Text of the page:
I have taught Kindergarten at many schools and the orientation format changes from school to school. Some schools have guests move through stations while they learn about important characteristics of the school and Kindergarten program. Some schools provide children a chance to spend time with the Kindergarten teachers while parents are given an overview of the school and the Kindergarten program lecture style. Some schools only invite parents.

Whatever format your school chooses to do, there are some important things that schools need to remember about this annual event. I get it, it’s a really busy time of year and things are crazy, but we can not risk treating this event as yet another obligation at this time of year to get through. I’d say it’s one of the most important events of the school year.

1) This is your chance to shine, to celebrate why your school is so great! With that you need to put your best foot forward. These parents are entrusting their most valuable possession to you. If you are having a bad day (who hasn’t had a bad day?!), put whatever is bothering you aside for a few hours.

2) Your role is to be welcoming. Be open to answering questions, and be patient with new parents who, most of the time, only have their own schooling experience to reference. Some parents and children may be overwhelmed with this new experience.

3) Use this opportunity to get to know kids and their parents. Covertly make note of “issues” children are displaying; however choose another, more private time to ask parents for more details.

4) Keep the teacher talk to a minimum. Share stories of your own kids and/or students. The best response I have received is sharing that I taught Kindergarten for over 10 years and when my own son entered Kindergarten I was a wreck! I needed to know every detail. If I didn’t have to be at work, I would be one of those moms hovering and peeking through the windows.

5) Don’t let them leave empty handed. Give them things to work on over the summer like a pair of scissors, play dough, a list of math and literacy games, etc.. Oh and, of course, you have to give them a tasty snack (healthy choices optional!)!

Kindergarten orientation is such an important event on so many levels, don’t let it go by without some thoughtful planning and discussion.

Art Show: We are Family

Zain Family Drawing

I love my school! I love how everyone works together like a family to support each other and get things done, always looking out for what’s best for our students. Like a family we go through the ups and downs of stressful and happy times, and sometimes like a family we make decisions, assumptions, and statements that can hurt. BUT, also like a family we talk it out, forgive, and move on… all because we are looking out for what is best for our students.

Our school recently put on a school wide art show, it has been a tradition for a number of years. After over a week of setting up and dealing with all the details, the show was held for two and a half days. Parents, students, teachers, and district staff, including our superintendent, came to see the hard work our students and teachers put in through a whole year of art making. Our students were proud that their work was displayed, “like in a real art gallery”.

Our school is considered one of the “inner city” schools in our district, and because of the hard life stories that some of these kids come to school with, some do not feel that they are capable of doing anything worthy. As well, the stress and hurt that we feel when we try to help these students sometimes overwhelms us. The art show proved to these students in particular that their work and their learning is important; and proved to us, that what we do with these students to help them come to terms and overcome their difficult situations is important.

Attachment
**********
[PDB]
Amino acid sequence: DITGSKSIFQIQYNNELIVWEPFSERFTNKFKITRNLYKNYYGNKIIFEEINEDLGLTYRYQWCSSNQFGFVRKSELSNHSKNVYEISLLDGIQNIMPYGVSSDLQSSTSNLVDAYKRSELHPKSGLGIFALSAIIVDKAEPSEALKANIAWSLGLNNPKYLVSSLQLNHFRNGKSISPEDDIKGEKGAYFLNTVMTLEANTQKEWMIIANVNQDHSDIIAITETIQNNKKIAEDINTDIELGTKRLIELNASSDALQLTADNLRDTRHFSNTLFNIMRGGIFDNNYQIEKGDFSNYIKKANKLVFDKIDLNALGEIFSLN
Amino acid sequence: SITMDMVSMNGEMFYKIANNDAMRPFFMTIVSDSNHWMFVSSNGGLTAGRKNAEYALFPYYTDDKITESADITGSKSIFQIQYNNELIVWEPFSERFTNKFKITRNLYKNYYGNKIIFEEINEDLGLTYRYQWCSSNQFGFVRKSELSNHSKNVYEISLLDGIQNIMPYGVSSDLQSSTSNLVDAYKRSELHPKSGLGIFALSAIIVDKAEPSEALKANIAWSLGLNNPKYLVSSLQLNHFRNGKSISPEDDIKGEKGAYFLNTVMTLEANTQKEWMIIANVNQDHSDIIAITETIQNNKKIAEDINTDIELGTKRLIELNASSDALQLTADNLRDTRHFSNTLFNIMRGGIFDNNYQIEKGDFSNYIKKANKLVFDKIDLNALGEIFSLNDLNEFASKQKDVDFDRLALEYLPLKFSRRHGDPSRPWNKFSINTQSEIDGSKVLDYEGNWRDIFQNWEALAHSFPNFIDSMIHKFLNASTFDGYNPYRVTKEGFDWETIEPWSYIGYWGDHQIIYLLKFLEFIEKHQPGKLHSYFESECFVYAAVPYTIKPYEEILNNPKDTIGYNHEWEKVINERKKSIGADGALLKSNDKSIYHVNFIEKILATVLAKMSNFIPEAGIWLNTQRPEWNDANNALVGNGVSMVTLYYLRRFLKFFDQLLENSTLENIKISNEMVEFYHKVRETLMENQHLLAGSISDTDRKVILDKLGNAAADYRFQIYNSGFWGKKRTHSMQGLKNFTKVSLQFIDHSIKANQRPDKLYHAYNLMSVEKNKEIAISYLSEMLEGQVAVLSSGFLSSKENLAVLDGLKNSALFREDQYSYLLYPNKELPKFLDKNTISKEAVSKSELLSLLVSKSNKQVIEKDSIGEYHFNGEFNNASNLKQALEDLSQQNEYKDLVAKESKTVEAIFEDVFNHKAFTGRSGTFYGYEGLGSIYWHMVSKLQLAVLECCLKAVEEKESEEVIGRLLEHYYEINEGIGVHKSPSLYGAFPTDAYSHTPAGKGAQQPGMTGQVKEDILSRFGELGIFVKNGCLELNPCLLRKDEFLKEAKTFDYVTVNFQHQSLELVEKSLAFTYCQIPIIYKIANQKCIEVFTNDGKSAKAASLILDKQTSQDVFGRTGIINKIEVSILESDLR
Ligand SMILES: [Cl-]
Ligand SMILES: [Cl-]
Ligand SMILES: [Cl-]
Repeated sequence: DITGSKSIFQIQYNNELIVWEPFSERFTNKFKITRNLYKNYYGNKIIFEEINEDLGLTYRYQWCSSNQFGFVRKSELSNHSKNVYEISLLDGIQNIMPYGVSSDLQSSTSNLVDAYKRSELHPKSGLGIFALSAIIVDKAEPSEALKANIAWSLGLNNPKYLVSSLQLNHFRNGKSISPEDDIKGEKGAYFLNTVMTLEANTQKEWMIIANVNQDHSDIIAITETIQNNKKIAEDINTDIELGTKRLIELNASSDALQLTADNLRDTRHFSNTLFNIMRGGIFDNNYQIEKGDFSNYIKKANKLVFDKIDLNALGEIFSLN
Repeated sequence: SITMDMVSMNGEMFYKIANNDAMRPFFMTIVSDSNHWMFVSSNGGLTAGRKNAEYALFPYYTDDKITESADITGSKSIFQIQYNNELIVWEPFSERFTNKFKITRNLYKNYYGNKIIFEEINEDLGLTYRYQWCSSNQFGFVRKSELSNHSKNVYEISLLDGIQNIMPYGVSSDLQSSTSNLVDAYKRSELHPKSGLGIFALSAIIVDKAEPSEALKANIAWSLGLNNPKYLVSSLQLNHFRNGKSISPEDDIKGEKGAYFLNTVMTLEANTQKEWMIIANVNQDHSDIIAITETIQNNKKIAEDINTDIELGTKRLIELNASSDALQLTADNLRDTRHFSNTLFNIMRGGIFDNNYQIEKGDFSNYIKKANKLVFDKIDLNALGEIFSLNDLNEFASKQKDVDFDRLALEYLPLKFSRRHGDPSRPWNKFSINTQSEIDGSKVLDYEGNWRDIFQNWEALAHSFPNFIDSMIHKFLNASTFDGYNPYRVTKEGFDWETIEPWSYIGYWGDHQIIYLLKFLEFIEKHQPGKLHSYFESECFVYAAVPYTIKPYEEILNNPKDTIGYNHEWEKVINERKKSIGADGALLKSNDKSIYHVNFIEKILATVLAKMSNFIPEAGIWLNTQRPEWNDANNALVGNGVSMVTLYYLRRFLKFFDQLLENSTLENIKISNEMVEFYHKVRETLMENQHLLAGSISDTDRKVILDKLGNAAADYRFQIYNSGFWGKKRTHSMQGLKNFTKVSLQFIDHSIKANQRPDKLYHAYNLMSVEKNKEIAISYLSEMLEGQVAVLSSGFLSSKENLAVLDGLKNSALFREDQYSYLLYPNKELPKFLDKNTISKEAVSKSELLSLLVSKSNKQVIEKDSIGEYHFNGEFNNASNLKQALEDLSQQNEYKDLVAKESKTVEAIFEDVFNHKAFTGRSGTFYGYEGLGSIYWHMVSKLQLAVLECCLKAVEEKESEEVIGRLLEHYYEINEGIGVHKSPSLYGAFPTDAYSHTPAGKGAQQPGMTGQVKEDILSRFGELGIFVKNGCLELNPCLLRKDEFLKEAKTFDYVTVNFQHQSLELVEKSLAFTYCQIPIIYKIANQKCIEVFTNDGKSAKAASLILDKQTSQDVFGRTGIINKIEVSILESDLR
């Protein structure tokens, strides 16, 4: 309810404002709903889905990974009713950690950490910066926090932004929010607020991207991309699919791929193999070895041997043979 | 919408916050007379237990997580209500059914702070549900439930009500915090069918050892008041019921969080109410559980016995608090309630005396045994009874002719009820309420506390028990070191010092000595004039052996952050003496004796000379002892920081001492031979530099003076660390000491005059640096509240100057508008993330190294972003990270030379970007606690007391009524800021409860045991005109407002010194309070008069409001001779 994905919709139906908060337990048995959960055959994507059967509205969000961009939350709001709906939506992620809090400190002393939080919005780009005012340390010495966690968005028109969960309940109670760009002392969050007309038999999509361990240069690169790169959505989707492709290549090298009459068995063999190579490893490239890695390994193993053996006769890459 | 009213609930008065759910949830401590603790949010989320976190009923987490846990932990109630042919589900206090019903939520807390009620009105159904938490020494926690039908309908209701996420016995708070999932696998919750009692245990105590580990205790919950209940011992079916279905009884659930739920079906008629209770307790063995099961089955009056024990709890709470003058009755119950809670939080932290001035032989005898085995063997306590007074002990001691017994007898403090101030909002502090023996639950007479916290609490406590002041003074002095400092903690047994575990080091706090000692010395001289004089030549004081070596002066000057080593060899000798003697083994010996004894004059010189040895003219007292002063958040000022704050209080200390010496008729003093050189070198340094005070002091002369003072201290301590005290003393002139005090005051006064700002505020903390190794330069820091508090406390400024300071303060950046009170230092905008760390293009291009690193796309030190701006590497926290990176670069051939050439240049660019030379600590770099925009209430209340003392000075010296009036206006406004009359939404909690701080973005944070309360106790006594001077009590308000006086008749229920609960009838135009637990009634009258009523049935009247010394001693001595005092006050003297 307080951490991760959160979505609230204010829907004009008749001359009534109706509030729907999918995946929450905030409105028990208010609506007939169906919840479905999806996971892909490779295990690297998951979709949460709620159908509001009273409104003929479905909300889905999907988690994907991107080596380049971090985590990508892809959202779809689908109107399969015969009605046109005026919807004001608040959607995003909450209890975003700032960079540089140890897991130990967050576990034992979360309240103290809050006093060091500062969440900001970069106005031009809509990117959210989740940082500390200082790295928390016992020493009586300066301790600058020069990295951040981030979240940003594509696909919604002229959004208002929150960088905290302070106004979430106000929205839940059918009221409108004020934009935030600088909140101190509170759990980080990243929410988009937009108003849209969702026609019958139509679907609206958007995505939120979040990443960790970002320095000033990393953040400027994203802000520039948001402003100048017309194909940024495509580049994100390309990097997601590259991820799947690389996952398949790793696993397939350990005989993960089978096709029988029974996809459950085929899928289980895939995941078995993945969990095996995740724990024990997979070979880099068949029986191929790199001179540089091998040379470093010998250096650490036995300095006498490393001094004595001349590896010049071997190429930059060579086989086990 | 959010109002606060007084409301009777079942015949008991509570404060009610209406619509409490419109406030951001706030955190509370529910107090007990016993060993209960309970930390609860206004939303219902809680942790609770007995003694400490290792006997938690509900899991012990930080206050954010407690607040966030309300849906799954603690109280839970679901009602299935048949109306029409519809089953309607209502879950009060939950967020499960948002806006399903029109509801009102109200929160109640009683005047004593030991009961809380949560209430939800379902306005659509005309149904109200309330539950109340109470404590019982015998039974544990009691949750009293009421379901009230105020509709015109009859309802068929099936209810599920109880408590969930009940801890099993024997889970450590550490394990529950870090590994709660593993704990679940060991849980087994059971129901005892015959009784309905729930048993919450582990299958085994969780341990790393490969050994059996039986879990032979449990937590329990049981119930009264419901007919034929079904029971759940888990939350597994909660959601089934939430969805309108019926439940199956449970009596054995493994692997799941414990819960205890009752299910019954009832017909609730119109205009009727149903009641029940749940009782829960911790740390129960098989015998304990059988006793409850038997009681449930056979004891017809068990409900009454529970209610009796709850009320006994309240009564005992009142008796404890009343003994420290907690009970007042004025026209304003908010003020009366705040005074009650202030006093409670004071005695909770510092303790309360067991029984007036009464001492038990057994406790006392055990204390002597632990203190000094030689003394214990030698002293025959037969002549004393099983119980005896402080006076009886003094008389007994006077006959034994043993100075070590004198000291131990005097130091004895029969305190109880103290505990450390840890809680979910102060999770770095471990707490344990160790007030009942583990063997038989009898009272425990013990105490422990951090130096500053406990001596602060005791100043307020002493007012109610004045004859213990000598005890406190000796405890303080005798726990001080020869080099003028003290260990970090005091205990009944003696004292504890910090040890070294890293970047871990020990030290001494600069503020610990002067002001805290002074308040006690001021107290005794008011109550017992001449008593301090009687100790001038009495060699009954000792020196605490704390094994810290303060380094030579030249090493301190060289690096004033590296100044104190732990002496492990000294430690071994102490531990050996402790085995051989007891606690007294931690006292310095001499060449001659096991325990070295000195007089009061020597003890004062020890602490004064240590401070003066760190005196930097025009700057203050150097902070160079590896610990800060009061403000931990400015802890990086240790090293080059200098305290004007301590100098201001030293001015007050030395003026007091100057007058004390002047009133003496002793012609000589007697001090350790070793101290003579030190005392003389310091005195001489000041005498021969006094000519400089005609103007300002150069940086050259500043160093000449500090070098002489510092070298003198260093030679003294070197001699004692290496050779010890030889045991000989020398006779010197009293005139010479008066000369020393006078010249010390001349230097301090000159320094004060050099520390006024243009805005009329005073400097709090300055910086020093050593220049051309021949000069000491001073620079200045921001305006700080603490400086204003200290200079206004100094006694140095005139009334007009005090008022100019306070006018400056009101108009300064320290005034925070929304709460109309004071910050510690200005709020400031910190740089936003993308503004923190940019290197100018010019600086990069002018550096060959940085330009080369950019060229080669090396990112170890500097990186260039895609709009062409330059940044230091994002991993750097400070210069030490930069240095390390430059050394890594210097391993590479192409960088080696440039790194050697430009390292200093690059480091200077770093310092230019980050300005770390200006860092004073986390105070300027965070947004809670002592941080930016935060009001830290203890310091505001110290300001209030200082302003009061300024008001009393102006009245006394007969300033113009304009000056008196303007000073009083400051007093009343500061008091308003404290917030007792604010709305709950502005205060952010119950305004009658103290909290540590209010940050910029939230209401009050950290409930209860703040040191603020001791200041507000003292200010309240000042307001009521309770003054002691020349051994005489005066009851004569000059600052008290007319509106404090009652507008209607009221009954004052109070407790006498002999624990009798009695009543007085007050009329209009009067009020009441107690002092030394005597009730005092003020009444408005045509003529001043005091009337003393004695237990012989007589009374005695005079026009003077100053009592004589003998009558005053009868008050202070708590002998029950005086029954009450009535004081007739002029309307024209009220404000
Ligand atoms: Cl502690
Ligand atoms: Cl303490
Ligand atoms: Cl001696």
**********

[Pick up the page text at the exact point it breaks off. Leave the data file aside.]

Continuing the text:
When news spread of our art show, we received some wonderful feedback including those of excitement, encouragement, and thankfulness. In particular, one person asked if we had an artist in residence that did this… No we do not. What we do have are teachers and staff who are passionateabout our students’ and their learning. It did not come together overnight and without emotions getting in the way, but we were able to support each other through this large undertaking. We have teachers and staff that work together like a family.

Here is a video of all the art that was shown in our art show. I am so proud of my school, that I want to share this accomplishment (one of many) with everyone! There are some great examples of art projects using a variety of mediums. Maybe you can include some of these in YOUR art show!

 

Your School’s Online Presence

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I recently read a blog post written titled Apparently My School Sucks where Greg Miller writes how his school fared on the Fraser Institute rankings based on their Provincial Achievement Tests that are given to their Grades 3 and 6 students. As the title hints, you can guess that they didn’t do so well!  At the end of his post, Miller links to a great video about his school and the wonderful initiatives they are taking part in, showing that his school is a much better place than what the Fraser Institute presented.

This got me thinking about the current online presence of our school. I hope it is not simply a Fraser Institute ranking. When people are Googling our school, what are they seeing?

Almost two years ago, when I was told  the name of the school where I was to be the new Vice Principal, the first thing I did was look at our district website. Here, I was able to see the school’s student enrolment, address, teachers, and presentation of self through a dull boring photo of mostly a parking lot (yawn).  Then, I went to Google.  Here I found a video of a girl (presumably a student at my school) running around our field screaming (woo hoo some excitement), some old pictures on Facebook that ex students had posted (future blackmailing possibilities), AND the Fraser Institute ranking…

A parent last year told me during Kindergarten interviews that she and her husband moved from another province with no ties to the community and decided on living in the north area of our district because it was close to her husband’s work.  Before they bought a house, they looked online and found that the Fraser Institute ranked our school as one of the highest scored school in the area (which isn’t that high, believe me!).  So, they proceeded to buy a house near our school and register their children here. That’s it!. (Boo hoo to all the other schools in the north who lost out on a great family just because the only info this family could find online was the Fraser Institute’s!). I was shocked that they made their decision as a result of one source. But, as she explained, they knew no one, they had never been here and had no idea of how to find more information.  They wanted their children to start school in September and were on a tight schedule, so there you go.